Despite historically low consumer confidence in the housing market, home sellers still don't seem to have a handle on what their homes are worth; either that, or home prices are deteriorating faster than expected.
A new survey from real estate website Trulia.com finds that 25.6 percent of homes currently on the market in the United States, as of Oct. 1, 2009, have experienced at least one price cut. That's for the fourth straight month. The total amount of presumed home equity slashed is $28.4 billion, or almost a billion dollar increase from June. (Slideshow: Homes with price reductions of over $1 million).
"It's trick-or-treating season, and the housing market is seeing its share of both," says Pete Flint, Trulia co-founder and CEO. The average discount for price-reduced homes is holding steady, however, at 10 percent off the originial list price, but the pain seems to be shifting.
“Interest in real estate typically wanes at the end of the year, which means that sellers who didn’t aggressively price their homes may find themselves making difficult decisions to reduce their prices or delay the sale until interest piques again in January," he said.
Four of the five states with the highest percentage of price reductions are in the Northeast. They are Massachusetts, Rhode Island, Connecticut and New Hampshire, with an average of 33 percent of all homes on the market cutting their list price at least once. The largest price cuts, however, continue to be out West, in Nevada, Arizona, Wyoming and Idaho. Sellers there are slashing an average 13 percent of the list price.
Price declines eased over the summer, but the rising inventory of foreclosed properties is causing concern that we could see another dip further down this fall.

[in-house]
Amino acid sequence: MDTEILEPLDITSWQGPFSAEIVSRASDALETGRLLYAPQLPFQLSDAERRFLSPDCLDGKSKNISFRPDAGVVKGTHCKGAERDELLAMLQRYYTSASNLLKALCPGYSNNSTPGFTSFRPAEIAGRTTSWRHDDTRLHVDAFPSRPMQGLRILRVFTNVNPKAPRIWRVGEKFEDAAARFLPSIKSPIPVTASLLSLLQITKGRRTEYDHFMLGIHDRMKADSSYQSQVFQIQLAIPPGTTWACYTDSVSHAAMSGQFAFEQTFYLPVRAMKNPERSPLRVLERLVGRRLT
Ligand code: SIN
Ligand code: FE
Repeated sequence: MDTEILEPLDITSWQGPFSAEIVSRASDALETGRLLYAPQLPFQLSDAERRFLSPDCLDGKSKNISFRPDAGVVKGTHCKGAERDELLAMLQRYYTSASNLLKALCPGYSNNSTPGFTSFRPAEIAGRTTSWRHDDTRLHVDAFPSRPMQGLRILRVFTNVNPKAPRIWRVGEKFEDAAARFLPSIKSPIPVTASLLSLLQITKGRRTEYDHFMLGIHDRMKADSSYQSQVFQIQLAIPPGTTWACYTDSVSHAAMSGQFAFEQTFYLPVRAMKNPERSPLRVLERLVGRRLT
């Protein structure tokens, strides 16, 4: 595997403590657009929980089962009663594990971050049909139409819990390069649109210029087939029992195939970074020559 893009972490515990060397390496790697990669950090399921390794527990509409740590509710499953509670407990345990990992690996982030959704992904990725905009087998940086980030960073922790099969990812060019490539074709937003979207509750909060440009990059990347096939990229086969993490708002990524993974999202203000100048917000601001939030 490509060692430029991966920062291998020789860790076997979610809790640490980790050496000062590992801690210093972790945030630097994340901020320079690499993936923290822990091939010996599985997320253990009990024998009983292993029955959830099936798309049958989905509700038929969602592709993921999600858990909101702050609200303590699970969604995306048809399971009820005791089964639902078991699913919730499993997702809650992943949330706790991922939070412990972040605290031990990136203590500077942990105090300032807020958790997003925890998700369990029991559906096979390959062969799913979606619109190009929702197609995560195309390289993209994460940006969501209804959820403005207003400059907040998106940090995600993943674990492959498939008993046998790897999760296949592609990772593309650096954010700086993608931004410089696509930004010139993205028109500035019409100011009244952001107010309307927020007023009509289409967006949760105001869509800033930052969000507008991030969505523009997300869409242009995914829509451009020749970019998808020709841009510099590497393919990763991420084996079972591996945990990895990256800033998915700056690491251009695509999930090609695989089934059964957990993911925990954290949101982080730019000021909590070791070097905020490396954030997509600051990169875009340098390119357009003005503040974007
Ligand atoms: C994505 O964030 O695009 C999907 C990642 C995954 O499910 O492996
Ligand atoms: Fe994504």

The national median existing home price was down 12.5 percent in August from a year ago, according to the National Association of Realtors.
"The market is recovering but not yet settled. Last minute chaotic home price changes are evidently still taking place, though there are signs that the sold-to-list prices are narrowing in areas with rising sales. The new appraisal process could also be one of the reasons for the need to slash price," says the Realtors' chief economist Lawrence Yun. "During market transition data often move in conflicting directions."
The biggest discounts are at the high end of the market. Luxury homes (those listed at two million dollars and above) are taking an average 14 percent off the original list price. Athough they represent barely 2 percent of all current listings on Trulia, they are responsible for 25 percent of the total $28.4 billion in price reductions. This is likely due to the fact that while sales are surging on the low end of the market, they have ground to a near halt on the high end. The still tight jumbo loan market is making sure of that.
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